Review: Macbeth, RSC, at Royal Shakespeare Theatre, Stratford-upon-Avon
Royal Shakespeare Company artistic director Michael Boyd has certainly made a bold statement with this first new production in the renovated theatre.
Under Boyd’s direction, Shakespeare’s story has been shaken around in an adaptation which will certainly be a talking point – even if it does leave the audience a bit baffled.
To begin with Boyd drops the witches and replaces them with three small children who descend from the sky and run around chuckling and grasping dolls.
In an echo of Henry James’ Turn of the Screw, these children are so phantasmic that we wonder whether they are real or a figment of Macbeth’s imagination.
And this picture becomes even more confusing when the children turn out to be the ghosts of Macduff’s family, ordered to be butchered by an increasingly paranoid Macbeth.
Try and unpick this and we are left in a quandary – the very spirits who set Macbeth on his bloody path then fall victim to him.
Boyd also muddies the water over Banquo’s ghost by replaying the scene twice – once with Banquo exacting his own revenge, then with no ghost at all. Are we being led to believe that the supernatural is only in Macbeth’s head?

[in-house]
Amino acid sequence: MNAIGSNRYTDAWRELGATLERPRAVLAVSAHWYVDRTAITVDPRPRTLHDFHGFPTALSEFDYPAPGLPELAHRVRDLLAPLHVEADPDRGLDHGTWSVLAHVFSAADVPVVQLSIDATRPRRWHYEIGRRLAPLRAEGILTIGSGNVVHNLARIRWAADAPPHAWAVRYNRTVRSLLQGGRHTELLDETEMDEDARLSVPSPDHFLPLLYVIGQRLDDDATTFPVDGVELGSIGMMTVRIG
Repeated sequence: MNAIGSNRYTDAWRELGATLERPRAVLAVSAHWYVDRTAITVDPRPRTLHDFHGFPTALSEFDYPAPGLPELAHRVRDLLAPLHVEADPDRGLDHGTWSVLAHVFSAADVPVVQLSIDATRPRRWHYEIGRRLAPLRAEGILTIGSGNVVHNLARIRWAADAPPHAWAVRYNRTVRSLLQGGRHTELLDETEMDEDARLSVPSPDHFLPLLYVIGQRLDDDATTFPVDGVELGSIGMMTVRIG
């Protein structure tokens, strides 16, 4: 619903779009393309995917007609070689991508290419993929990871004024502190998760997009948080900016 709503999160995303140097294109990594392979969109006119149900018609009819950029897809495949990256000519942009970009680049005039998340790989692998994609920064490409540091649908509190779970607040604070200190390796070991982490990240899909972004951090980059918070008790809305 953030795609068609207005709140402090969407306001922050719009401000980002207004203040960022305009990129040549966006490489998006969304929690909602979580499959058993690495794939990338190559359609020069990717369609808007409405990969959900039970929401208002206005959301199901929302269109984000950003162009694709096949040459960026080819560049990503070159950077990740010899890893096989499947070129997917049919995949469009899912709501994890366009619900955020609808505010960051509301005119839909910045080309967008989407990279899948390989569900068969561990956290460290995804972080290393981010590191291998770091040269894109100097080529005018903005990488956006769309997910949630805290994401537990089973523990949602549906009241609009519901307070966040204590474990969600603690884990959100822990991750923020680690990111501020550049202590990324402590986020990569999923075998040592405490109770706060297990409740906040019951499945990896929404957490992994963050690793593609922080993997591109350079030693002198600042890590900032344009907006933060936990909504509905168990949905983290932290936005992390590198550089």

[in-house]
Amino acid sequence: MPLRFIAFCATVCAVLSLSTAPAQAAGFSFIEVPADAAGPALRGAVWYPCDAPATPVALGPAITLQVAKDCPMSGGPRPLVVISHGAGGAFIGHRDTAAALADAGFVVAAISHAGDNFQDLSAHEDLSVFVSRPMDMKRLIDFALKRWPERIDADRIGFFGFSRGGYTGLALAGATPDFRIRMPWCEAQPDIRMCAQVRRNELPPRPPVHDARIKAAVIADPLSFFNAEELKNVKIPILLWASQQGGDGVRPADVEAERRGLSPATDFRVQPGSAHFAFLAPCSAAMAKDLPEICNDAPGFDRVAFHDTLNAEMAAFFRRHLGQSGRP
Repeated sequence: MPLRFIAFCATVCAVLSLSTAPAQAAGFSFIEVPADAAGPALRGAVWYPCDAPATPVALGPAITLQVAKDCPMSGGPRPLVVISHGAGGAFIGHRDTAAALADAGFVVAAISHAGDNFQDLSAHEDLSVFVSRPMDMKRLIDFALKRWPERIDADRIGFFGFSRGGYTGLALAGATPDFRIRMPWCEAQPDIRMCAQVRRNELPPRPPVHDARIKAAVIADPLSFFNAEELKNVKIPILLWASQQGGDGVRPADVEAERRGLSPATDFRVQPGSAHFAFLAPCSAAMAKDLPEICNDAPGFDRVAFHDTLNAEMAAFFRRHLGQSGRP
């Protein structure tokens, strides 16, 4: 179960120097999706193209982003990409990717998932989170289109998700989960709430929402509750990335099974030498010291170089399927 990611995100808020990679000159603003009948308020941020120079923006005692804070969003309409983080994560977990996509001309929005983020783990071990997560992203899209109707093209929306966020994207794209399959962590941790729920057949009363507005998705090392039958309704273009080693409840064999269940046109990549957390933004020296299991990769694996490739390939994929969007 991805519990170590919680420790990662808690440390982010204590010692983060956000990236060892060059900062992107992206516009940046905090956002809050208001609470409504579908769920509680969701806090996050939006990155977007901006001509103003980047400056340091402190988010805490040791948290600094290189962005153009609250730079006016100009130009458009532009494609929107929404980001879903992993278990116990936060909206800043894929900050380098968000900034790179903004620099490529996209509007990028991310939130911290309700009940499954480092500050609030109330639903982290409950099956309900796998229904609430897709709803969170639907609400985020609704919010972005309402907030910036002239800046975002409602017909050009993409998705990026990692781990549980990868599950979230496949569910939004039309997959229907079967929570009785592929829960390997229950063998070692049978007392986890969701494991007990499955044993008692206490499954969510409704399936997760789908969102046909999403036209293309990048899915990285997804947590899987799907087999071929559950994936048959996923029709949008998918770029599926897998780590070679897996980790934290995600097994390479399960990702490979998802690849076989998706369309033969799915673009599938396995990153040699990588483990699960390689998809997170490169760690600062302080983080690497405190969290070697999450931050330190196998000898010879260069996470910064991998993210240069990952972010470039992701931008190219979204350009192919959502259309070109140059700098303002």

If so where does that leave our protagonist? The balance between fate and free which lies at the centre of Shakespeare’s play is replaced by simple psychosis.
Jonathan Slinger’s Macbeth is better at hesitant and tired than as the ruthless tyrant he becomes.
At his side Aislin McGuckin is a steely Lady Macbeth whose transformation into a guilt-obsessed fantasist is more powerful for the contrast.
Ultimately, their individual performances are overtaken by the production itself which raises more questions that it can answer.
(Until October 6)